Volunteers are integral to the nonprofit sector. Many nonprofits/charities, events, festivals and more, would not be possible without Albertans selflessly devoting their time to our communities and causes. But many nonprofits struggle with getting volunteers in the door and finding volunteers who are the right fit that will also come back to volunteer.
Fringe Theatre has a unique challenge to recruit, onboard, and engage more than 1,200 volunteers for their annual Fringe Festival in Edmonton. But, their volunteer program is extremely successful, so how do they do it?
How the Fringe Theatre finds and reaches volunteers
One of the ways the Fringe Theatre reaches volunteers is by posting their opportunities online on the VolunteerConnector platform; a new platform that allows volunteers to search for opportunities by cause, skills, time commitment, and more.
“I love the new VolunteerConnector! As a volunteer and volunteer manager, I was previously so frustrated by the lack of an easy-to-use, visually appealing volunteer opportunities board,” says Drew Delbaere, Interim Volunteer Manager at Fringe Theatre. “It’s great that so many volunteer centres across the province are now using the platform, so we don’t have to put our postings in multiple places.”
In addition to online postings, Drew says they also put up posters around the city, attend other events and farmers markets, advertise on social media, and reach out to former volunteers. They also do targeted outreach for their more skilled volunteer roles.
“For some of our roles, we do targeted outreach to people or organizations that would meet the specific qualifications, like for our First Aid Team,” says Drew.
Using the 10 steps to volunteer screening to get ‘the right fit’
But reaching volunteers and getting people interested in your cause is only one piece of volunteer recruitment. It’s also about finding the right fit and good onboarding. And the Fringe Theatre finds the right fit not only for their organization but also for their volunteers using the 10 Steps to Volunteer Screening.
“The 10 Steps are the foundation of our volunteer screening process,” says Drew. “When we first developed our screening strategy, or subsequently look to adjust it from year to year, the 10 Steps are behind every decision that we make.”
For example, some key steps that help find the right fit include writing clear volunteer position/role descriptions and conducting interviews to get to know the volunteer. But, the 10 Steps or good screening practices start at developing policies and is carried through to the support and supervision a volunteer receives.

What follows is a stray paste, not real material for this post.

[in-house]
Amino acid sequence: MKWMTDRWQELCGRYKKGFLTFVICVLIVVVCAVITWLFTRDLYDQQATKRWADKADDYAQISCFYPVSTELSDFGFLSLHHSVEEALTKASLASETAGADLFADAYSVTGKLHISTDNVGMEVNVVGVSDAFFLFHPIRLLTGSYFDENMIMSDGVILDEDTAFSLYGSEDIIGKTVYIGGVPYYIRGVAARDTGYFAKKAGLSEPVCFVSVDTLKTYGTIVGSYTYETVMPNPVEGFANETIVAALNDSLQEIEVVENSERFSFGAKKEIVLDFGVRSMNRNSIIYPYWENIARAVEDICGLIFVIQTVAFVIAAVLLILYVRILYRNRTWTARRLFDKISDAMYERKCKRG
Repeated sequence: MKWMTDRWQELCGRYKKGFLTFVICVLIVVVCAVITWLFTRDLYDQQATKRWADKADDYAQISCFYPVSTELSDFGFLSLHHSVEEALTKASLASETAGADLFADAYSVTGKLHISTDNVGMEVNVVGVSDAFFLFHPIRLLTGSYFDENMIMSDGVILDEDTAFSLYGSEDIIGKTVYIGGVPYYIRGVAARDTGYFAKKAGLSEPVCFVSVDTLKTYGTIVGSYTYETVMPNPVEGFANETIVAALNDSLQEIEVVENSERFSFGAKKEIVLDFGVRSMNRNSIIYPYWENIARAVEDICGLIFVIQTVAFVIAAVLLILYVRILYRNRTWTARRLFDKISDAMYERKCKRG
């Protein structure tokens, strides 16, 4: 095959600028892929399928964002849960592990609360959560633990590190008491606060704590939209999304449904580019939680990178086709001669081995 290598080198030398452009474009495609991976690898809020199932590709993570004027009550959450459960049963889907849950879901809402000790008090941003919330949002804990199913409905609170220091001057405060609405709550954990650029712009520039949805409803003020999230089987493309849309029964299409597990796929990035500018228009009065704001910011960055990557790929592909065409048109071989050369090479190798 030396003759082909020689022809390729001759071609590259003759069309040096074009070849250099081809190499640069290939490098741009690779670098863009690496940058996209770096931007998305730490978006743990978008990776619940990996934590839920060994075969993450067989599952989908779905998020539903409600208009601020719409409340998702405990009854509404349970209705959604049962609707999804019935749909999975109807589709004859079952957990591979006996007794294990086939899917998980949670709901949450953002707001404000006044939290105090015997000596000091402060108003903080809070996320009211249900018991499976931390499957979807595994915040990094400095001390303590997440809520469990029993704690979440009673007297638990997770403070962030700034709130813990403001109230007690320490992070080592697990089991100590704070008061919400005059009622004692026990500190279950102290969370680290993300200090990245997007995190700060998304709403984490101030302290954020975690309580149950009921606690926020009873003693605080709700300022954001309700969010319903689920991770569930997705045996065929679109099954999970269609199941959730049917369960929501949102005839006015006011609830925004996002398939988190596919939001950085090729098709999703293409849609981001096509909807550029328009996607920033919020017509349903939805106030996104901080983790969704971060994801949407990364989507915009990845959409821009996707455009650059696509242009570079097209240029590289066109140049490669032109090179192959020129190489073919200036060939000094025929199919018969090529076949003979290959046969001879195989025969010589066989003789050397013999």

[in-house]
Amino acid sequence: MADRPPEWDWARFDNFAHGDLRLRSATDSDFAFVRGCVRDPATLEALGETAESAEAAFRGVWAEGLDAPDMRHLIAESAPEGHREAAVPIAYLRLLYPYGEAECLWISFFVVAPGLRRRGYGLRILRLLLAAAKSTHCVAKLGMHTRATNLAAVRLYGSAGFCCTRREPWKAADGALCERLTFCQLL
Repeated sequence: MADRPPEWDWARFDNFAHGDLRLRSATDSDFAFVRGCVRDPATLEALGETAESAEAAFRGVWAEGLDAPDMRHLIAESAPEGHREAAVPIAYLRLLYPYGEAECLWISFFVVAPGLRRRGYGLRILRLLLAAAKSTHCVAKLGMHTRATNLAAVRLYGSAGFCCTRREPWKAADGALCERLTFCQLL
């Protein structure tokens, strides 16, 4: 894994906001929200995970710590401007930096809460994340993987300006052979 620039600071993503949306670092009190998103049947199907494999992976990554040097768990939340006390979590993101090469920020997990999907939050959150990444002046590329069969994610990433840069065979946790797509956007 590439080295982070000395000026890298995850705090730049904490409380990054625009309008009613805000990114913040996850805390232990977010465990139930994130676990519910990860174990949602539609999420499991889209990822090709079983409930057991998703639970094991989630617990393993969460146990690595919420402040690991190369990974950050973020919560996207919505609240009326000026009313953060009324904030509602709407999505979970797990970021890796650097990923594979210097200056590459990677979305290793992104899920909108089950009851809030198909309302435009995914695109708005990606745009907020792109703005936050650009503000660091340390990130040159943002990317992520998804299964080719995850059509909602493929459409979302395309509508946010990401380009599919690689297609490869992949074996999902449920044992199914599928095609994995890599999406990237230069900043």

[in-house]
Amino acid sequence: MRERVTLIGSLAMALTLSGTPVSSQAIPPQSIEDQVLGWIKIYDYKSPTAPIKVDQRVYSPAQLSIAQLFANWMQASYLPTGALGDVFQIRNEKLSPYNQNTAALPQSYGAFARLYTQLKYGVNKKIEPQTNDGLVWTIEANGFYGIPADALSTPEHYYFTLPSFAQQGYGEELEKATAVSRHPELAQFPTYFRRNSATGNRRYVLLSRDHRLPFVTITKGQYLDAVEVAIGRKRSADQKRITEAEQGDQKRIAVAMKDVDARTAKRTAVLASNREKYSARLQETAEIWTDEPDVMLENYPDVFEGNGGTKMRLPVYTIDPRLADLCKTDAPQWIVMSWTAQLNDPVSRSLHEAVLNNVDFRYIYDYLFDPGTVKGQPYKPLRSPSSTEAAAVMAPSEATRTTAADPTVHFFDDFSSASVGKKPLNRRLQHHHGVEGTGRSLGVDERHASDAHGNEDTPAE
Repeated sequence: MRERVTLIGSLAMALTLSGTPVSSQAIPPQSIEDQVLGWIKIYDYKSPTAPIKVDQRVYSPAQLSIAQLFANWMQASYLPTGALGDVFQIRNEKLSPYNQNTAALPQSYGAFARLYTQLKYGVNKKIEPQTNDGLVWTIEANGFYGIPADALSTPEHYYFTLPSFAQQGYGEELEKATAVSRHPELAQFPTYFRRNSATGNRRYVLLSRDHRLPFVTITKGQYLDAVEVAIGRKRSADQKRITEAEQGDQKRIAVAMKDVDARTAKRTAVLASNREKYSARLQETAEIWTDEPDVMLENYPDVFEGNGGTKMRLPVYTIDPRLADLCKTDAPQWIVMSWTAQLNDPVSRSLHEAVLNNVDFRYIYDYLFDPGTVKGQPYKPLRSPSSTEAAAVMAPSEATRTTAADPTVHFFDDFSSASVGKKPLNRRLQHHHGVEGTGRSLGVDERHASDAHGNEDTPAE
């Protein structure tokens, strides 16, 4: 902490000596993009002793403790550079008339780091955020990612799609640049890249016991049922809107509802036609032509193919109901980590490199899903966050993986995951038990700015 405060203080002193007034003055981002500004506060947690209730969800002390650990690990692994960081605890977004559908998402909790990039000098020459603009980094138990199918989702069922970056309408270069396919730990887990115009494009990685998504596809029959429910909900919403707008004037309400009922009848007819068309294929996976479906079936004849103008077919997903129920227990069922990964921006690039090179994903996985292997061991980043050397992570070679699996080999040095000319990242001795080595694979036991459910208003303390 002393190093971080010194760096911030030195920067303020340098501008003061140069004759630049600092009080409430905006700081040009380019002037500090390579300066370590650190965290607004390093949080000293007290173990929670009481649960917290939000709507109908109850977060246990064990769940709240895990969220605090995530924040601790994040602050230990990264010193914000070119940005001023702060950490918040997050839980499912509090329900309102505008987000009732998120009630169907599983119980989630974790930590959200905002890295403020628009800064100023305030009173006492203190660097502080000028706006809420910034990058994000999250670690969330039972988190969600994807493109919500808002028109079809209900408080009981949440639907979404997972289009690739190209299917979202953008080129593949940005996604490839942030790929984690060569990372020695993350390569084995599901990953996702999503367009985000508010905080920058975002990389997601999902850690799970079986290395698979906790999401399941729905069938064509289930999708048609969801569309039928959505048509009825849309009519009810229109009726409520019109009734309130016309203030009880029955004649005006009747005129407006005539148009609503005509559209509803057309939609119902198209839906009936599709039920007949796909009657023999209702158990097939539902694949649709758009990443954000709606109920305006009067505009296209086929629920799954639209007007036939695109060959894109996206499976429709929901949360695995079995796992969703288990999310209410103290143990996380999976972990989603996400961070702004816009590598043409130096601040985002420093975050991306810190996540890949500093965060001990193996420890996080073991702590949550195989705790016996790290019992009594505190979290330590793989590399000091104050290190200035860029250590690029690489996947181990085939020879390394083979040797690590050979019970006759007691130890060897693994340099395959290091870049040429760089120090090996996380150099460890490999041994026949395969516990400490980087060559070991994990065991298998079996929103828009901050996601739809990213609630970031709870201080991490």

“I believe that screening is one of the most important parts of any volunteer program. As volunteer managers, we need to move beyond thinking about screening as just a background check because it is so much more than that,” says Drew. “To me, screening means finding people who are a good fit for your organization, and a background check alone can’t tell me that.”
While screening can take a lot of resources, both financially and in staff time, according to Drew, it is a worthwhile investment. “Without a good screening program in place, you will spend more time dealing with performance, disciplinary, and/or retention issues in the future.”
Recommendations for your volunteer program
With Fringe Theatre’s tall order of recruiting 1,200+ volunteers every year, they’ve learned a thing or two about running a successful volunteer program. Here are some tips/recommendations from Fringe Theatre’s Interim Volunteer Manager, Drew, that could help your organization’s volunteer program:
- Set clear expectations from the start.
- Make sure that position descriptions are easy to understand and that they encompass all parts of the role. There should be no surprises!
- Make sure to communicate if there is a mandatory training session upfront. Even better if you can give the exact date and time.
- If you are an organization that runs an annual event or festival, make sure to invite your previous volunteers back! A simple email inviting former volunteers to join you again can make a huge impact.
- If you are an organization that recruits volunteers year-round, consider why someone should join you now, rather than a month or year from now.
- Make sure you give a deadline because if you have ongoing recruitment it can be easy for potential volunteers to keep putting off applying.
- For all volunteer managers, use your current group of volunteers to help your recruit. Beyond just asking, help facilitate this process. For example:
- You could create a toolkit with graphics, photos, or messaging that your volunteers can share with their networks in emails or on social media.
- Deliver a quality volunteer experience. For better or worse, volunteer programs will start to develop a reputation which can have an impact on the success or struggles of future recruitment.
The Edmonton International Fringe™ Theatre Festival has been delighting, shocking, and surprising audiences since 1982. Of the 23 in North America, they are the oldest and largest! They transform theatre. Foster artists. Nurture audiences. Take chances. And help you find the artist inside.